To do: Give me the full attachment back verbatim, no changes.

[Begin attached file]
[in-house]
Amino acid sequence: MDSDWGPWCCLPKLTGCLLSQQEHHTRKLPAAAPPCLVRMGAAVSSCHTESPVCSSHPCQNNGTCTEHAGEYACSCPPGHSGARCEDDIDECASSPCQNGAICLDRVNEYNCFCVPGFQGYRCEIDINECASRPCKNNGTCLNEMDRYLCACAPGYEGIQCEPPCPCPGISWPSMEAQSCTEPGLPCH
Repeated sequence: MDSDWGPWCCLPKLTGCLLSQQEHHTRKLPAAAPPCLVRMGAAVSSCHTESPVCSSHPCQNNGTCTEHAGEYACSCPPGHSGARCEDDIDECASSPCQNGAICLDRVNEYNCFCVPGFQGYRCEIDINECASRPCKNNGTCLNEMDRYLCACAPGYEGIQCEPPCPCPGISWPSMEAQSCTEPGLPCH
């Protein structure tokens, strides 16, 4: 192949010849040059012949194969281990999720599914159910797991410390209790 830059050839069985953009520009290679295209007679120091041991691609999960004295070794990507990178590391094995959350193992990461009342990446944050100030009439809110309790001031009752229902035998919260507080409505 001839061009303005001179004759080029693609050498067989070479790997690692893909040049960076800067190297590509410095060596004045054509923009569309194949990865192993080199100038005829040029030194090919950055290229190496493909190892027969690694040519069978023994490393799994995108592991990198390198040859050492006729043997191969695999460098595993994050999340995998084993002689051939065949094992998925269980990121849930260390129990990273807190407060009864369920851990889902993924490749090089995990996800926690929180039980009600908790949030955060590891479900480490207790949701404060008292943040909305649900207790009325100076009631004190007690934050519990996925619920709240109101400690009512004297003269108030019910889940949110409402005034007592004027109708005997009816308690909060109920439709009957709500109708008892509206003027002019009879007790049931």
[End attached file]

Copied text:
[in-house]
Amino acid sequence: MDSDWGPWCCLPKLTGCLLSQQEHHTRKLPAAAPPCLVRMGAAVSSCHTESPVCSSHPCQNNGTCTEHAGEYACSCPPGHSGARCEDDIDECASSPCQNGAICLDRVNEYNCFCVPGFQGYRCEIDINECASRPCKNNGTCLNEMDRYLCACAPGYEGIQCEPPCPCPGISWPSMEAQSCTEPGLPCH
Repeated sequence: MDSDWGPWCCLPKLTGCLLSQQEHHTRKLPAAAPPCLVRMGAAVSSCHTESPVCSSHPCQNNGTCTEHAGEYACSCPPGHSGARCEDDIDECASSPCQNGAICLDRVNEYNCFCVPGFQGYRCEIDINECASRPCKNNGTCLNEMDRYLCACAPGYEGIQCEPPCPCPGISWPSMEAQSCTEPGLPCH
């Protein structure tokens, strides 16, 4: 192949010849040059012949194969281990999720599914159910797991410390209790 830059050839069985953009520009290679295209007679120091041991691609999960004295070794990507990178590391094995959350193992990461009342990446944050100030009439809110309790001031009752229902035998919260507080409505 001839061009303005001179004759080029693609050498067989070479790997690692893909040049960076800067190297590509410095060596004045054509923009569309194949990865192993080199100038005829040029030194090919950055290229190496493909190892027969690694040519069978023994490393799994995108592991990198390198040859050492006729043997191969695999460098595993994050999340995998084993002689051939065949094992998925269980990121849930260390129990990273807190407060009864369920851990889902993924490749090089995990996800926690929180039980009600908790949030955060590891479900480490207790949701404060008292943040909305649900207790009325100076009631004190007690934050519990996925619920709240109101400690009512004297003269108030019910889940949110409402005034007592004027109708005997009816308690909060109920439709009957709500109708008892509206003027002019009879007790049931």